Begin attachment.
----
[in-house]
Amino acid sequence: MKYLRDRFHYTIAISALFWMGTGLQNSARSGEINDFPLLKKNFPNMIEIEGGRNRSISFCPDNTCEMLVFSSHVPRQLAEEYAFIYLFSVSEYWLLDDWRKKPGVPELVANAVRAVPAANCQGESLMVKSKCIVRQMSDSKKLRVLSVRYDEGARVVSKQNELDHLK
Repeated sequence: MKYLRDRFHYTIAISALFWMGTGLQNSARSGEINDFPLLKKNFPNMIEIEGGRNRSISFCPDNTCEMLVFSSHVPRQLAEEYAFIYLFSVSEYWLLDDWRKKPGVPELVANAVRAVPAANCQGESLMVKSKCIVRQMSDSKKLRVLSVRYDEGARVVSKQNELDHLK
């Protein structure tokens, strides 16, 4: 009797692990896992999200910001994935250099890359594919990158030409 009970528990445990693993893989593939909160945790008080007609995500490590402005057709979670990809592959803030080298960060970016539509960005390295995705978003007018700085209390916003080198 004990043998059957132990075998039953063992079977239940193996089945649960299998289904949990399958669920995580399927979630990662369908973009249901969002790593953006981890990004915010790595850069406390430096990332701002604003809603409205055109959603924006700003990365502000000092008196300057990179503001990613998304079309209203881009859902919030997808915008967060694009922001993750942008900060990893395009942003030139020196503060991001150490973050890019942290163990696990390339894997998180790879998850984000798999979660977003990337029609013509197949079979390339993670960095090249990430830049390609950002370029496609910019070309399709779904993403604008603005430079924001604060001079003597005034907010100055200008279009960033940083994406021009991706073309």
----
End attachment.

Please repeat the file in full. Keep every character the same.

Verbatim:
[in-house]
Amino acid sequence: MKYLRDRFHYTIAISALFWMGTGLQNSARSGEINDFPLLKKNFPNMIEIEGGRNRSISFCPDNTCEMLVFSSHVPRQLAEEYAFIYLFSVSEYWLLDDWRKKPGVPELVANAVRAVPAANCQGESLMVKSKCIVRQMSDSKKLRVLSVRYDEGARVVSKQNELDHLK
Repeated sequence: MKYLRDRFHYTIAISALFWMGTGLQNSARSGEINDFPLLKKNFPNMIEIEGGRNRSISFCPDNTCEMLVFSSHVPRQLAEEYAFIYLFSVSEYWLLDDWRKKPGVPELVANAVRAVPAANCQGESLMVKSKCIVRQMSDSKKLRVLSVRYDEGARVVSKQNELDHLK
């Protein structure tokens, strides 16, 4: 009797692990896992999200910001994935250099890359594919990158030409 009970528990445990693993893989593939909160945790008080007609995500490590402005057709979670990809592959803030080298960060970016539509960005390295995705978003007018700085209390916003080198 004990043998059957132990075998039953063992079977239940193996089945649960299998289904949990399958669920995580399927979630990662369908973009249901969002790593953006981890990004915010790595850069406390430096990332701002604003809603409205055109959603924006700003990365502000000092008196300057990179503001990613998304079309209203881009859902919030997808915008967060694009922001993750942008900060990893395009942003030139020196503060991001150490973050890019942290163990696990390339894997998180790879998850984000798999979660977003990337029609013509197949079979390339993670960095090249990430830049390609950002370029496609910019070309399709779904993403604008603005430079924001604060001079003597005034907010100055200008279009960033940083994406021009991706073309």